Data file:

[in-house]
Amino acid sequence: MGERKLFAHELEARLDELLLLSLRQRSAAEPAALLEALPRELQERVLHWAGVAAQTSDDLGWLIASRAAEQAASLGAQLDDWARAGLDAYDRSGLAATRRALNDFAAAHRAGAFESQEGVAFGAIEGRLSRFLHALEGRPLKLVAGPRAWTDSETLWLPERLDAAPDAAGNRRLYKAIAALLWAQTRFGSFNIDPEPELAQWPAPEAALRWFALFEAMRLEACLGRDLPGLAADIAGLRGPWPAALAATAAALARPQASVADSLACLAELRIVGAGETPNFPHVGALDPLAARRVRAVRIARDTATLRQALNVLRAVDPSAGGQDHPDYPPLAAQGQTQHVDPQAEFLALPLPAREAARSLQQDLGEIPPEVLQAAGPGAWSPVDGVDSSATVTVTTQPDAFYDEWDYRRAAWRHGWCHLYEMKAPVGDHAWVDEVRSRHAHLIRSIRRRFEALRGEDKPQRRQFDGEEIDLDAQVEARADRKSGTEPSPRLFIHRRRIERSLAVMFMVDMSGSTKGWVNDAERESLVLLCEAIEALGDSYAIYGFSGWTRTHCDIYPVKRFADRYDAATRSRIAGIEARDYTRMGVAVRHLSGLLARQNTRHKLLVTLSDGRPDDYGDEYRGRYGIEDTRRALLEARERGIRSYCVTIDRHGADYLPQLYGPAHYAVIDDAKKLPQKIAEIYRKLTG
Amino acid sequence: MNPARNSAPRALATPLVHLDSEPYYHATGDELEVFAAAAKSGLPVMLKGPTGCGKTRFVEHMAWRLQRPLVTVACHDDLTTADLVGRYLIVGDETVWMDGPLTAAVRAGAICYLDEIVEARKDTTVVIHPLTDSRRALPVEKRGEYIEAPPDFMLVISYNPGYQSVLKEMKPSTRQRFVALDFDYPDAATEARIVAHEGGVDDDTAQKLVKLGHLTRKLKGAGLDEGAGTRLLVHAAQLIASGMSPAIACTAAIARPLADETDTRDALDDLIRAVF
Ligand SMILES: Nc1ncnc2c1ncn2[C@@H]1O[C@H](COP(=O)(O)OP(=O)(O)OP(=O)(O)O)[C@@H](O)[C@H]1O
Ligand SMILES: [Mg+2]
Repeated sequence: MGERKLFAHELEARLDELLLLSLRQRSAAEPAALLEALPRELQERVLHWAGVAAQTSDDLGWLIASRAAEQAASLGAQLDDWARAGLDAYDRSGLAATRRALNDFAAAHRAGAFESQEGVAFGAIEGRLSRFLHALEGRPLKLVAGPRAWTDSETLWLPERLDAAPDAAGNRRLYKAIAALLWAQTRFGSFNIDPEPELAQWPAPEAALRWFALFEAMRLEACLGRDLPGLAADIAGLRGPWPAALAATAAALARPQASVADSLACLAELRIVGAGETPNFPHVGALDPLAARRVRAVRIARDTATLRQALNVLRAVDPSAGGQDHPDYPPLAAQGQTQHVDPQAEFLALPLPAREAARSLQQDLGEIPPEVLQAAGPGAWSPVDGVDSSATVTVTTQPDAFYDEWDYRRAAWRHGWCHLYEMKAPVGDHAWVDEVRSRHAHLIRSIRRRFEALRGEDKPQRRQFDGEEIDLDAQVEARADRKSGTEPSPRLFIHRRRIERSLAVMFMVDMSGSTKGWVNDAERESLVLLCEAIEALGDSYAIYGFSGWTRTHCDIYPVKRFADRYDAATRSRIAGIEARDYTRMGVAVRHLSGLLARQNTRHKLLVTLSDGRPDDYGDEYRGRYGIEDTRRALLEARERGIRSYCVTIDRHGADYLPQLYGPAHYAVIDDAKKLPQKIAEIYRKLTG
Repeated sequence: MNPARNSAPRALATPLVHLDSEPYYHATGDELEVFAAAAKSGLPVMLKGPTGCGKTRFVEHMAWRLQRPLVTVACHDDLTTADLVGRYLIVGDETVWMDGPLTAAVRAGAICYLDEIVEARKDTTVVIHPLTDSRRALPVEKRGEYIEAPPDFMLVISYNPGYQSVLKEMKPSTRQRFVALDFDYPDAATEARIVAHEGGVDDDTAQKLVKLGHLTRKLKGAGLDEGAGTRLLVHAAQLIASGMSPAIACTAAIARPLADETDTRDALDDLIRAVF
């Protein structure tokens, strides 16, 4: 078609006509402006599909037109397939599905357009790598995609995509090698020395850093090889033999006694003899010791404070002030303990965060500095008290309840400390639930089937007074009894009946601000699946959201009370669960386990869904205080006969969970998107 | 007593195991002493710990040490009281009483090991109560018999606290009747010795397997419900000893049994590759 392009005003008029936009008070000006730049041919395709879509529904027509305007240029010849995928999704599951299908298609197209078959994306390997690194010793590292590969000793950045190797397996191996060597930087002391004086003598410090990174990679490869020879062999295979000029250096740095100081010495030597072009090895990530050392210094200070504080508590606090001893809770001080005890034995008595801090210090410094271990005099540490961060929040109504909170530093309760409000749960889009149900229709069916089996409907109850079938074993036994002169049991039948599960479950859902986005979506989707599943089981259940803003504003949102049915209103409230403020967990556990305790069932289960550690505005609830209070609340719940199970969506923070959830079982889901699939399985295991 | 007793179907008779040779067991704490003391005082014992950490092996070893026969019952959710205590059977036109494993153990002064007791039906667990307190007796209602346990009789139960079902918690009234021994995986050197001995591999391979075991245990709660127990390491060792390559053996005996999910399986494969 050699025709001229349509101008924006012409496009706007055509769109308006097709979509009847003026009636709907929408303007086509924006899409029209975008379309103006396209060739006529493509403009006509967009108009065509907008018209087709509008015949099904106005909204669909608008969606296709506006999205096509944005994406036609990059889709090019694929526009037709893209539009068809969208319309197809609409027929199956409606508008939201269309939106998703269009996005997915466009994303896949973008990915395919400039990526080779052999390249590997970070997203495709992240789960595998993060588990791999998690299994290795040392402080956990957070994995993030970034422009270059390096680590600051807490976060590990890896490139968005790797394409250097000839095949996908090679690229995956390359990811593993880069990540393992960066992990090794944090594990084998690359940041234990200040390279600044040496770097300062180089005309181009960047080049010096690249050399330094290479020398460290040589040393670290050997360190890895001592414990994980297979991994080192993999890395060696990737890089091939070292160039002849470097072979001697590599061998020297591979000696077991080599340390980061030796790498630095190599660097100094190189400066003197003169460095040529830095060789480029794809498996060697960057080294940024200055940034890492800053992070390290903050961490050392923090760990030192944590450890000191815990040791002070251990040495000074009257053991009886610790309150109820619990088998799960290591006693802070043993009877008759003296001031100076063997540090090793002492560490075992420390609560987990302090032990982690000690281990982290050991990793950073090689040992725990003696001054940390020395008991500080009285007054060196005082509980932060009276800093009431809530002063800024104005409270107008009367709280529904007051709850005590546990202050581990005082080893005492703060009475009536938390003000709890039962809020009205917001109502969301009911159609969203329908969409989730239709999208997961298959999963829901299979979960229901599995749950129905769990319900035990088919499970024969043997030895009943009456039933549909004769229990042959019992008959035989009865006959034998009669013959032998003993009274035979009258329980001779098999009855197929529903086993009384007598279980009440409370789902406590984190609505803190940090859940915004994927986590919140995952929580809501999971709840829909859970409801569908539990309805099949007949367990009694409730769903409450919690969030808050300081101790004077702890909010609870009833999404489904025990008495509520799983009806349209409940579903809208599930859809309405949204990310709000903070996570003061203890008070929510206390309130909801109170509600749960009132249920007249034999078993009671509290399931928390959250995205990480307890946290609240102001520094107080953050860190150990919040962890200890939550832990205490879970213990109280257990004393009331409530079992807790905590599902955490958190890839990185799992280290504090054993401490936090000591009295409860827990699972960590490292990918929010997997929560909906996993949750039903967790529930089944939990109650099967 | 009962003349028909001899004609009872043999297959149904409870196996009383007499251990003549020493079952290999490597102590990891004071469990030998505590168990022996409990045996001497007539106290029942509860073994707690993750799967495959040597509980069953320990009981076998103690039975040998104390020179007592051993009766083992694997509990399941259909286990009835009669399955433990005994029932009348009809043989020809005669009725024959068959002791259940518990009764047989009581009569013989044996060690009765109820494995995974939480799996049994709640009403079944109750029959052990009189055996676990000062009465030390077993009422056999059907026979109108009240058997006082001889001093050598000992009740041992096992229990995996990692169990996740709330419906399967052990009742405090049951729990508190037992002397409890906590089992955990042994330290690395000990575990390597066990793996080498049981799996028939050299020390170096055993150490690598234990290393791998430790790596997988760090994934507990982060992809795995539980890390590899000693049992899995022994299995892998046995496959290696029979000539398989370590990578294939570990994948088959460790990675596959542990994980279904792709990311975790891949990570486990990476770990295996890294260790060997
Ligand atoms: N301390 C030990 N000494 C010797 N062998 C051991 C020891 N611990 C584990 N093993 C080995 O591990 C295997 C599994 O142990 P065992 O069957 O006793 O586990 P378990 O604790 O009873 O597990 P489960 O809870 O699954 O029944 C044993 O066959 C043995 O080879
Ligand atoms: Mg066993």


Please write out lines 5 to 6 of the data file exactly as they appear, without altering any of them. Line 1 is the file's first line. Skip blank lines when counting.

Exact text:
Ligand SMILES: [Mg+2]
Repeated sequence: MGERKLFAHELEARLDELLLLSLRQRSAAEPAALLEALPRELQERVLHWAGVAAQTSDDLGWLIASRAAEQAASLGAQLDDWARAGLDAYDRSGLAATRRALNDFAAAHRAGAFESQEGVAFGAIEGRLSRFLHALEGRPLKLVAGPRAWTDSETLWLPERLDAAPDAAGNRRLYKAIAALLWAQTRFGSFNIDPEPELAQWPAPEAALRWFALFEAMRLEACLGRDLPGLAADIAGLRGPWPAALAATAAALARPQASVADSLACLAELRIVGAGETPNFPHVGALDPLAARRVRAVRIARDTATLRQALNVLRAVDPSAGGQDHPDYPPLAAQGQTQHVDPQAEFLALPLPAREAARSLQQDLGEIPPEVLQAAGPGAWSPVDGVDSSATVTVTTQPDAFYDEWDYRRAAWRHGWCHLYEMKAPVGDHAWVDEVRSRHAHLIRSIRRRFEALRGEDKPQRRQFDGEEIDLDAQVEARADRKSGTEPSPRLFIHRRRIERSLAVMFMVDMSGSTKGWVNDAERESLVLLCEAIEALGDSYAIYGFSGWTRTHCDIYPVKRFADRYDAATRSRIAGIEARDYTRMGVAVRHLSGLLARQNTRHKLLVTLSDGRPDDYGDEYRGRYGIEDTRRALLEARERGIRSYCVTIDRHGADYLPQLYGPAHYAVIDDAKKLPQKIAEIYRKLTG